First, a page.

The Death of Philosophy: Reference and Self-reference in Contemporary Thought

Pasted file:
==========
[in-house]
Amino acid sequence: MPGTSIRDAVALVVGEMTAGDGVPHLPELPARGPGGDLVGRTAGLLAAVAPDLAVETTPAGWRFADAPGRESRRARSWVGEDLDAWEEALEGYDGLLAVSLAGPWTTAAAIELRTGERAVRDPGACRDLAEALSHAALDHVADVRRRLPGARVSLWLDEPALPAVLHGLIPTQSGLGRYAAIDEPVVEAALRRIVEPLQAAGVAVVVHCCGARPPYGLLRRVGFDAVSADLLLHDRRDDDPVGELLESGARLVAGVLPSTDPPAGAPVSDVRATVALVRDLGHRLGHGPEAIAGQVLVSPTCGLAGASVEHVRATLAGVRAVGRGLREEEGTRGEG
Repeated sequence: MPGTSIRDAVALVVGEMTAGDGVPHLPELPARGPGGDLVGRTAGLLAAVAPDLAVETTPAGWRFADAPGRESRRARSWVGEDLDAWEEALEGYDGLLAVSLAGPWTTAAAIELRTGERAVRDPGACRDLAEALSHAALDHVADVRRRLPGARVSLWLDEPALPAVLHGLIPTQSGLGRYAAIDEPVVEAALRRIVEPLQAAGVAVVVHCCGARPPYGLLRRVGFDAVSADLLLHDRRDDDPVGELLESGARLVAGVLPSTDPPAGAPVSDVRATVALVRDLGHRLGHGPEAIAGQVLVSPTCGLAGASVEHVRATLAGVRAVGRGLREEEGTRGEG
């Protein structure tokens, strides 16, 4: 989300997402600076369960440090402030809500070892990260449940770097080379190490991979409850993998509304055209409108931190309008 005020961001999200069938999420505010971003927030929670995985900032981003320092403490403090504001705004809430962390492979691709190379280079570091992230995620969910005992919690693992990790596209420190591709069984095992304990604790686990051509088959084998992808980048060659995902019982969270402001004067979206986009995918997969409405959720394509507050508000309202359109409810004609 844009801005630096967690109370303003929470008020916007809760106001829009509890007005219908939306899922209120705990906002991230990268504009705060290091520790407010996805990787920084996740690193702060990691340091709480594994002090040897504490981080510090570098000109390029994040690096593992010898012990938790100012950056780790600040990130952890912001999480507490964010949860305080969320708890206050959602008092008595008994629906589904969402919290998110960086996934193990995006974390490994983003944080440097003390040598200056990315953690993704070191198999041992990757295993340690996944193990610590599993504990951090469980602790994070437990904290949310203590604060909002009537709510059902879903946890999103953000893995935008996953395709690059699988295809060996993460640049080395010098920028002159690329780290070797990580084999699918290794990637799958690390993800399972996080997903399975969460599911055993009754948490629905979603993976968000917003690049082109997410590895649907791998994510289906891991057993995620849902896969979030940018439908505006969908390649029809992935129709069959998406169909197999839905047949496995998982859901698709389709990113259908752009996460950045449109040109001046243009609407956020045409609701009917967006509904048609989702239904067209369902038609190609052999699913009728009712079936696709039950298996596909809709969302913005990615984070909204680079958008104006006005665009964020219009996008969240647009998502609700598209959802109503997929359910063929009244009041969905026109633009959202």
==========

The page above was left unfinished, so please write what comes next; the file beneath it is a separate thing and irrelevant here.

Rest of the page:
Philosophers debate the death of philosophy as much as they debate the death of God. Kant claimed responsibility for both philosophy's beginning and end, while Heidegger argued it concluded with Nietzsche. In the twentieth century, figures as diverse as John Austin and Richard Rorty have proclaimed philosophy's end, with some even calling for the advent of "postphilosophy." In an effort to make sense of these conflicting positions which often say as much about the philosopher as his subject Isabelle Thomas-Fogiel undertakes the first systematic treatment of "the end of philosophy," while also recasting the history of western thought itself.
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